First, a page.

Juul, the sleekly designed e-cigarette, should be living any brand's fantasy. It's the best-selling vape on the market, reeling in $454 million in retail sales over the last year, according to Nielsen data. But it has a massive problem: Its product is too popular with the wrong age group.
The Juul, made by Juul Labs--a spin-off from Silicon Valley cannabis vaporizer company Pax Labs--was originally created to help adults switch from smoking traditional cigarettes to the healthier alternative of vaping nicotine. But, as the New Yorker recently uncovered, the Juul has recently become an explosive trend among high school and middle school kids.
The article captures the brand's conundrum: vaping technology promised to be a new a way to reduce the number of adult smokers. But Juul--with its sexy design and flavors like mint, mango, crème brulee, and "cool cucumber"--has become all the rage of teenagers who were never smoking in the first place.
"Young people have taken a technology that was supposed to help grownups stop smoking and invented a new kind of bad habit, one that they have molded in their own image," the New Yorker's Jia Tolentino writes. "The potential public-health benefit of the e-cigarette is being eclipsed by the unsettling prospect of a generation of children who may really love to vape."
In 2015, the vaporizer technology company co-founded by two Stanford design graduates released the Juul. The small device resembles a USB stick and comes with disposable cartridges filled with a patented nicotine salt formula that mimics the throat hit and buzz of a cigarette. It was the first vaporizer on the market that satisfied smokers, along with a halo of cool that far surpassed wearing a NicoDerm patch.
But by 2018, after a surge of reports about underage use, the FDA set up stings at smoke shops and bodegas across the country to crack down on stores selling Juuls to minors. Then, in early May, Senator Chuck Schumer (D-NY) wrote a letter to the FDA demanding they ban "kid-friendly" flavored vape juice, specifically demonizing Juul as a new age tobacco company.
So what should a company do when its product becomes a cult hit--but with the wrong demographic?
Bradley Tusk, the political strategist known for helping startups navigating in regulatory gray spaces, says Juul has found itself in a particularly fraught bind. "We're comfortable working with our clients, but I don't think anyone [in Tusk Ventures] would be comfortable working on this," says Tusk, who isn't one to back down from a fight. His firm has worked with everyone from Uber, to marijuana delivery app Eaze and fantasy sports company FanDuel. He even recently took on the controversial e-scooter company Bird, which is battling regulators in multiple states.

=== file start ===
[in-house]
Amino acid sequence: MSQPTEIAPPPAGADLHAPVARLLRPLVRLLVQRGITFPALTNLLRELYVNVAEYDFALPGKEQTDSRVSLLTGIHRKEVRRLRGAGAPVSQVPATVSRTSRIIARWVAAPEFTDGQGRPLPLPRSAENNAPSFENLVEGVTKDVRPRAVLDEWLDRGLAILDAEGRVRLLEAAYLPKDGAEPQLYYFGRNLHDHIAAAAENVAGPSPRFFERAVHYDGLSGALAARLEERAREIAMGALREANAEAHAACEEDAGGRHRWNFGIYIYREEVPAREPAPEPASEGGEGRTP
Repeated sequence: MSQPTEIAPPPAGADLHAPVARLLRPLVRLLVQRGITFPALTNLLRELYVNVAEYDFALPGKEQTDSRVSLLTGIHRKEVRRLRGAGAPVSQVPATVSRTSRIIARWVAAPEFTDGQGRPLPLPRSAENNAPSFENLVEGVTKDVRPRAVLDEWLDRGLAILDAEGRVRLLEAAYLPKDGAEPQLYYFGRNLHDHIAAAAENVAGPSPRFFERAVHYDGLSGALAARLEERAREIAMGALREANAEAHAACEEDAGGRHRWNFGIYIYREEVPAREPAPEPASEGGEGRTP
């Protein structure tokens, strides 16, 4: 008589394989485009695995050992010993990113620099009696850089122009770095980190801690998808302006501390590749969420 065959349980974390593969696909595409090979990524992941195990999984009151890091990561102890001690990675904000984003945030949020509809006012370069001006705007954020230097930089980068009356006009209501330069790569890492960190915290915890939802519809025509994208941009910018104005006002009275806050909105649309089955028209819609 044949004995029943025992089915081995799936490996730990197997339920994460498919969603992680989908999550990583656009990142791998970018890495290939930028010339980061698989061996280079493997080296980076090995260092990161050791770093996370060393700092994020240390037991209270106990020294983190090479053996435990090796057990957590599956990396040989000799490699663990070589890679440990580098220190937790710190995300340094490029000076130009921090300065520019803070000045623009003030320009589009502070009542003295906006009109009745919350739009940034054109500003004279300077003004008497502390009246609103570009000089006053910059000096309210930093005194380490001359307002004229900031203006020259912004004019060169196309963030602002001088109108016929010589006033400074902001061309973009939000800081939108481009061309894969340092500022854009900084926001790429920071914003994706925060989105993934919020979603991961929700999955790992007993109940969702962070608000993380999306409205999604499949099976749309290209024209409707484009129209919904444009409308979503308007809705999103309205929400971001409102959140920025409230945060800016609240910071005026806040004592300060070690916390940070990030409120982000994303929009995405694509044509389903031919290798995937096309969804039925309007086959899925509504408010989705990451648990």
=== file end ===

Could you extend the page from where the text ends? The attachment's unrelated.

But Tusk does offer some free advice to Juul: The company needs to decide whether it wants to be the bad guy or the good guy in this debate. If it's the bad guy, accept that the company won't be around forever, and simply make as much money as it possibly can while fighting off regulations for as long as it can. But if it has aspirations to be around for decades, then it needs to own up to the misstep, and actively change its marketing strategy and product so it doesn't fall into hands of teens.
For now, it appears Juul is trying to do the latter. In April, the FDA demanded that Juul Labs hand over internal documents regarding how the company markets the product, research on toxicology, and reports from focus groups to find out if the company is intentionally marketing to kids. Juul Labs CEO Kevin Burns wrote an open letter saying that despite their intentions, he fully understands that the the product has become popular among teens. "Let me be clear: we do not want teens or any other non-smokers to ever use our product," Burns wrote, announcing a $30 million initiative to combat underage use. He also stated that the company will support government efforts to raise the legal age to buy tobacco and vape products to 21.
Tusk says the company may have to dig even deeper. "If you were serious about not attracting teens, you wouldn't make products that seem inherently appealing to children," he says, noting that its cool, innovative design is also its Achilles heel. "There is not an epidemic of kids chewing Nicorette gum because it doesn't look particularly appetizing," he says.
But Tusk says the biggest hurdle Juul faces is that it's inherited the baggage of traditional cigarette companies. It may pitch itself as a healthier alternative to cigarettes, but it will forever be linked to Big Tobacco, an entrenched narrative impossible to change. "Ironically," says Tusk, "it would be far better politically if they just focused on marijuana."